Wednesday, 5 December 2018

Understanding the Bible: the Study of Ancient History

In order to get the clearest sense of the Bible and its original setting, “historically oriented biblical scholars have assumed mastery of a range of disciplines as fundamental to the toolkit of their craft” (B. J. Malina, Social World of Jesus xi-xii). Particularly relevant to Bible study are disciplines that enhance our understanding of how ancient literary works were produced and transmitted. 

Historiography is the study of historical writing. Even though the Bible is not strictly a historical narrative, it is packed with historical information. It goes without saying that the aim of the historian is to record facts, not to invent stories. Nevertheless, the ancient historian’s methodology (familiar to his contemporary readers) was not entirely the same as that of modern times. While completeness and accuracy were important, there was less concern about precision of dating and chronological arrangement. This is clearly demonstrated in a comparison of the Synoptic Gospels, wherein thematic or geographical arrangement often trumps chronology.

Papias of Hierapolis (ca. 60-140?) reports that Mark was “Peter’s interpreter and wrote accurately all that he remembered, not indeed, in order, of the things said or done by the Lord…. [he] followed Peter, who used to give teaching as necessity demanded but not making, as it were, an arrangement of the Lord’s oracles, so that Mark did nothing wrong in writing down single points as he remembered them” (as quoted by Eusebius, Eccl. Hist. 3.39.15; trans. K. Lake, LCL).

Long before the present-day copyright mentality, the meticulous documenting of sources was not deemed necessary. Without calling attention to it, writers could reasonably expect their contemporary readers to recognize well-known quoted materials.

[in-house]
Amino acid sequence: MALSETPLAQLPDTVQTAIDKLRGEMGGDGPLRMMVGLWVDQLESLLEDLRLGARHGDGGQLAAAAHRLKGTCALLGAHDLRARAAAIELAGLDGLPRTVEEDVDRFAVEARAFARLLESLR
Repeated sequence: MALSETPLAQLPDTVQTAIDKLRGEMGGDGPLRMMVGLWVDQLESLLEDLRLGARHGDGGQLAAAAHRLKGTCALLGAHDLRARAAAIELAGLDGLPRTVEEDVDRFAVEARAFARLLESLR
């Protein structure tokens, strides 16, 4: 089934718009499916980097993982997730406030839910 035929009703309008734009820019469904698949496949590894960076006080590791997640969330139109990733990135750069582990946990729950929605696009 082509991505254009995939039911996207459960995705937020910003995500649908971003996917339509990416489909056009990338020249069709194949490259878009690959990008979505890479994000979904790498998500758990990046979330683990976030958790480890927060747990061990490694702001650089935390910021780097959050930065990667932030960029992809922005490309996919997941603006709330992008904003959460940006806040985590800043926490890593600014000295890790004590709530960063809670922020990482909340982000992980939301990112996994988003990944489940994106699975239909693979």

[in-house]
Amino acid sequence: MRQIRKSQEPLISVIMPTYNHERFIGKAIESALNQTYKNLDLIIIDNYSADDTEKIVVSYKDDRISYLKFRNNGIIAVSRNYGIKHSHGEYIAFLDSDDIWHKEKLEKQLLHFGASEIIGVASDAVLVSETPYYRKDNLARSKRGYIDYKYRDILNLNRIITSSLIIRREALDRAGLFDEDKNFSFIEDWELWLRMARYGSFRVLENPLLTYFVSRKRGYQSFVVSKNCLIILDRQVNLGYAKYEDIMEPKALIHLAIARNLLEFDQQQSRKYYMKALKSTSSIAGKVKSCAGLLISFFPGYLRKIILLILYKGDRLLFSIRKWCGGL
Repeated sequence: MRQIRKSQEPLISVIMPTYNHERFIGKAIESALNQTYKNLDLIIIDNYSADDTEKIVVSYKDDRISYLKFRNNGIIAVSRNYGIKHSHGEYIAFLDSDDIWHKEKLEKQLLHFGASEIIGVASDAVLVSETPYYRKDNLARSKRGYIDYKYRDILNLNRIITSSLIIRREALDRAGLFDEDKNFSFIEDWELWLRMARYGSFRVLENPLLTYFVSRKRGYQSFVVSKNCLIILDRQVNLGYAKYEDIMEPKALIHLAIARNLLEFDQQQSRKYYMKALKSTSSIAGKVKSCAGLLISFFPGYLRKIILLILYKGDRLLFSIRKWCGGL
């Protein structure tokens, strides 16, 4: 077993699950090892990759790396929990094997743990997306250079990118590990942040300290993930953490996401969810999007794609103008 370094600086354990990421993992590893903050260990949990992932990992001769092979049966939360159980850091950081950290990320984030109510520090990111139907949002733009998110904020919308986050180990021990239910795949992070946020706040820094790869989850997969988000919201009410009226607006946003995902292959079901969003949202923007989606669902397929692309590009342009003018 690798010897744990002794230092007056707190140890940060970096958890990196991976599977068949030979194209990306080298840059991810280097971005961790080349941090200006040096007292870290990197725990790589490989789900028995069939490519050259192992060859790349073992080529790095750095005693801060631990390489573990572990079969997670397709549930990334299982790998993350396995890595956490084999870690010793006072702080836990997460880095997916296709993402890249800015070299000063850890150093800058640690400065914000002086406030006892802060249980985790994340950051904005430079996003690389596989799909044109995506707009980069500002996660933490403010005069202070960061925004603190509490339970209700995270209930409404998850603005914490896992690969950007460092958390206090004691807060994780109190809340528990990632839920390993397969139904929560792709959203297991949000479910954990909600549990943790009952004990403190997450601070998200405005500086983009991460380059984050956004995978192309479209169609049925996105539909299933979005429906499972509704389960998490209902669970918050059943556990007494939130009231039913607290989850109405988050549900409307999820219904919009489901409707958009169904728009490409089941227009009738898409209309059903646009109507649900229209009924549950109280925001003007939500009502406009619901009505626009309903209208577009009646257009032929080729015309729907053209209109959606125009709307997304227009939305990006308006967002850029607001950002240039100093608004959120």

Every historian is interested in real people and actual events but is naturally limited to the amount of information he can realistically record. He must therefore be discerning and restrict his investigation and reporting to what he deems significant. The aim of the ancient historian, therefore, was to selectively portray historical accounts so readers could learn political, moral, or religious principles.

Dr. Luke would not fit into the category of the Roman historian, who tended to focus on events surrounding a single city and its people, or the Jewish historian, who was primarily concerned about the history of one ethno-political group. Rather, Luke shares much in common with the Greek historian, who often travelled to the places he writes about, observed the events he records, and presents a neutral account of the acts and persons he describes.2 

--Kevin L. Moore

     See R. Nocolai, “The Place of History in the Ancient World,” in A Companion to Greek and Roman Historiography (ed. J. Marincola) 1-14.
     See B. Witherington III, Acts of the Apostles 25-36. Colin Hemer, in The Book of Acts in the Setting of Hellenistic History, views Luke’s writings according to the various methods of ancient historiography and identifies Luke as a traveling investigator in the same category as Polybius (cf. B. D. Ehrman, The New Testament: Historical Introduction [4th ed.] 124-26). D. E. Aune likens Luke's methodology to ancient historians like Polybius, Strabo, Diodorus, Josephus, and Herodian (NT In Its Literary Environment 117).

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